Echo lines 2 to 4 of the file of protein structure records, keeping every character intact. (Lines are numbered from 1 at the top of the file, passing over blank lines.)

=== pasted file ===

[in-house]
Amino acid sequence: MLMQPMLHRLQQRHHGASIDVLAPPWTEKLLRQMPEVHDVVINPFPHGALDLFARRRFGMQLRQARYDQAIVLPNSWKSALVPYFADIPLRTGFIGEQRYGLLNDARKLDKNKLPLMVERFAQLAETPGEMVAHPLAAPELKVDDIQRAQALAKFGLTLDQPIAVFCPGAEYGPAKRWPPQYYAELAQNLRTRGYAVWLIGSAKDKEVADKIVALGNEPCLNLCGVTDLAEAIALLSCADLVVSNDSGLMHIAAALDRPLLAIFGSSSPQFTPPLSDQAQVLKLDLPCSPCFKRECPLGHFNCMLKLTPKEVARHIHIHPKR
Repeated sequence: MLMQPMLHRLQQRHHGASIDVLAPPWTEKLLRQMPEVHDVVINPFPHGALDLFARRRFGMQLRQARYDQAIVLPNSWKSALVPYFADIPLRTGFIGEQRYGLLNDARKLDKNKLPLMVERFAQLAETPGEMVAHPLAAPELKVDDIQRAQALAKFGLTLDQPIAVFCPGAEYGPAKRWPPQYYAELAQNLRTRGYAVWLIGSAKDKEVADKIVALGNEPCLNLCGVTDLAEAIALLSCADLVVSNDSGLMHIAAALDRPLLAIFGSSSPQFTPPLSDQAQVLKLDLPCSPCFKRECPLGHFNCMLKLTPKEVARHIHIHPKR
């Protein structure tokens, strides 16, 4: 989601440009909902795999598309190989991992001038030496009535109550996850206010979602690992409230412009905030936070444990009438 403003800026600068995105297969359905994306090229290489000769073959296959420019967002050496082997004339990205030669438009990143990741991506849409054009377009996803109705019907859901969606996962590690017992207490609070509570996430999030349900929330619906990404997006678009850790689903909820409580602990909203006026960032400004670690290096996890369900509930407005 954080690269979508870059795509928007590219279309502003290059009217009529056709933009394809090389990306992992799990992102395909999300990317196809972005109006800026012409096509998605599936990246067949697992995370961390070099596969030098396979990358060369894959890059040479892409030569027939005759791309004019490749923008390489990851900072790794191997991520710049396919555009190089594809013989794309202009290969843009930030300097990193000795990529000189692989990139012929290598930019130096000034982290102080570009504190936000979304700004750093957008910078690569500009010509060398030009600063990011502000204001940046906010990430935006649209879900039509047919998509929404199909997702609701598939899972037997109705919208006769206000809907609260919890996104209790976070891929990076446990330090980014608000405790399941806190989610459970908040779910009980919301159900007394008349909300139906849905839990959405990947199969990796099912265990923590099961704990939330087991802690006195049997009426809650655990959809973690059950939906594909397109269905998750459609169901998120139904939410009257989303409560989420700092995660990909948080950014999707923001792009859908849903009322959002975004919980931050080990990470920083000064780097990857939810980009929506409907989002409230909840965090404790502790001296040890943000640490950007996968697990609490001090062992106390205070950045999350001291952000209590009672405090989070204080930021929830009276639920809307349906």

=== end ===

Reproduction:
Amino acid sequence: MLMQPMLHRLQQRHHGASIDVLAPPWTEKLLRQMPEVHDVVINPFPHGALDLFARRRFGMQLRQARYDQAIVLPNSWKSALVPYFADIPLRTGFIGEQRYGLLNDARKLDKNKLPLMVERFAQLAETPGEMVAHPLAAPELKVDDIQRAQALAKFGLTLDQPIAVFCPGAEYGPAKRWPPQYYAELAQNLRTRGYAVWLIGSAKDKEVADKIVALGNEPCLNLCGVTDLAEAIALLSCADLVVSNDSGLMHIAAALDRPLLAIFGSSSPQFTPPLSDQAQVLKLDLPCSPCFKRECPLGHFNCMLKLTPKEVARHIHIHPKR
Repeated sequence: MLMQPMLHRLQQRHHGASIDVLAPPWTEKLLRQMPEVHDVVINPFPHGALDLFARRRFGMQLRQARYDQAIVLPNSWKSALVPYFADIPLRTGFIGEQRYGLLNDARKLDKNKLPLMVERFAQLAETPGEMVAHPLAAPELKVDDIQRAQALAKFGLTLDQPIAVFCPGAEYGPAKRWPPQYYAELAQNLRTRGYAVWLIGSAKDKEVADKIVALGNEPCLNLCGVTDLAEAIALLSCADLVVSNDSGLMHIAAALDRPLLAIFGSSSPQFTPPLSDQAQVLKLDLPCSPCFKRECPLGHFNCMLKLTPKEVARHIHIHPKR
């Protein structure tokens, strides 16, 4: 989601440009909902795999598309190989991992001038030496009535109550996850206010979602690992409230412009905030936070444990009438 403003800026600068995105297969359905994306090229290489000769073959296959420019967002050496082997004339990205030669438009990143990741991506849409054009377009996803109705019907859901969606996962590690017992207490609070509570996430999030349900929330619906990404997006678009850790689903909820409580602990909203006026960032400004670690290096996890369900509930407005 954080690269979508870059795509928007590219279309502003290059009217009529056709933009394809090389990306992992799990992102395909999300990317196809972005109006800026012409096509998605599936990246067949697992995370961390070099596969030098396979990358060369894959890059040479892409030569027939005759791309004019490749923008390489990851900072790794191997991520710049396919555009190089594809013989794309202009290969843009930030300097990193000795990529000189692989990139012929290598930019130096000034982290102080570009504190936000979304700004750093957008910078690569500009010509060398030009600063990011502000204001940046906010990430935006649209879900039509047919998509929404199909997702609701598939899972037997109705919208006769206000809907609260919890996104209790976070891929990076446990330090980014608000405790399941806190989610459970908040779910009980919301159900007394008349909300139906849905839990959405990947199969990796099912265990923590099961704990939330087991802690006195049997009426809650655990959809973690059950939906594909397109269905998750459609169901998120139904939410009257989303409560989420700092995660990909948080950014999707923001792009859908849903009322959002975004919980931050080990990470920083000064780097990857939810980009929506409907989002409230909840965090404790502790001296040890943000640490950007996968697990609490001090062992106390205070950045999350001291952000209590009672405090989070204080930021929830009276639920809307349906």